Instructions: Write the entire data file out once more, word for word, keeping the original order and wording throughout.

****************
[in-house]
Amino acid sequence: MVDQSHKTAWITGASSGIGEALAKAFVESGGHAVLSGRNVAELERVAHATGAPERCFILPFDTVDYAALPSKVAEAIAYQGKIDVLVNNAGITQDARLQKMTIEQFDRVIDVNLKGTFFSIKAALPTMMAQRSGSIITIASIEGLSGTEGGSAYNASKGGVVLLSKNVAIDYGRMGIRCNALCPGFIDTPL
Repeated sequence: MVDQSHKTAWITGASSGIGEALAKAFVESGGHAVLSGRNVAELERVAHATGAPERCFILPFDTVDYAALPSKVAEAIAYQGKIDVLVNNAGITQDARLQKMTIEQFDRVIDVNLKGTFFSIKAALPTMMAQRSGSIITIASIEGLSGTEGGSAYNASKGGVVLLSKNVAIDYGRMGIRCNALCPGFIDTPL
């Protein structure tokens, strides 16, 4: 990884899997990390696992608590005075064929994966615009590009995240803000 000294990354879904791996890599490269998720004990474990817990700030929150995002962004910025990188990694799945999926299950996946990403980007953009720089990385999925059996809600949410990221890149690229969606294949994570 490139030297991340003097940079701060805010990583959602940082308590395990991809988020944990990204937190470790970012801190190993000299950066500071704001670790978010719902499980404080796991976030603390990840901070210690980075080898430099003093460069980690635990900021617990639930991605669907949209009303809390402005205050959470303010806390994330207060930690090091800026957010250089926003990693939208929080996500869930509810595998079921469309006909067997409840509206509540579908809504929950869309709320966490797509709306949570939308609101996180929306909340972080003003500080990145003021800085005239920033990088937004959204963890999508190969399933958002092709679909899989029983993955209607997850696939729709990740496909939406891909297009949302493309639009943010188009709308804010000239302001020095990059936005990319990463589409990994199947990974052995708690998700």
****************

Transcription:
[in-house]
Amino acid sequence: MVDQSHKTAWITGASSGIGEALAKAFVESGGHAVLSGRNVAELERVAHATGAPERCFILPFDTVDYAALPSKVAEAIAYQGKIDVLVNNAGITQDARLQKMTIEQFDRVIDVNLKGTFFSIKAALPTMMAQRSGSIITIASIEGLSGTEGGSAYNASKGGVVLLSKNVAIDYGRMGIRCNALCPGFIDTPL
Repeated sequence: MVDQSHKTAWITGASSGIGEALAKAFVESGGHAVLSGRNVAELERVAHATGAPERCFILPFDTVDYAALPSKVAEAIAYQGKIDVLVNNAGITQDARLQKMTIEQFDRVIDVNLKGTFFSIKAALPTMMAQRSGSIITIASIEGLSGTEGGSAYNASKGGVVLLSKNVAIDYGRMGIRCNALCPGFIDTPL
């Protein structure tokens, strides 16, 4: 990884899997990390696992608590005075064929994966615009590009995240803000 000294990354879904791996890599490269998720004990474990817990700030929150995002962004910025990188990694799945999926299950996946990403980007953009720089990385999925059996809600949410990221890149690229969606294949994570 490139030297991340003097940079701060805010990583959602940082308590395990991809988020944990990204937190470790970012801190190993000299950066500071704001670790978010719902499980404080796991976030603390990840901070210690980075080898430099003093460069980690635990900021617990639930991605669907949209009303809390402005205050959470303010806390994330207060930690090091800026957010250089926003990693939208929080996500869930509810595998079921469309006909067997409840509206509540579908809504929950869309709320966490797509709306949570939308609101996180929306909340972080003003500080990145003021800085005239920033990088937004959204963890999508190969399933958002092709679909899989029983993955209607997850696939729709990740496909939406891909297009949302493309639009943010188009709308804010000239302001020095990059936005990319990463589409990994199947990974052995708690998700």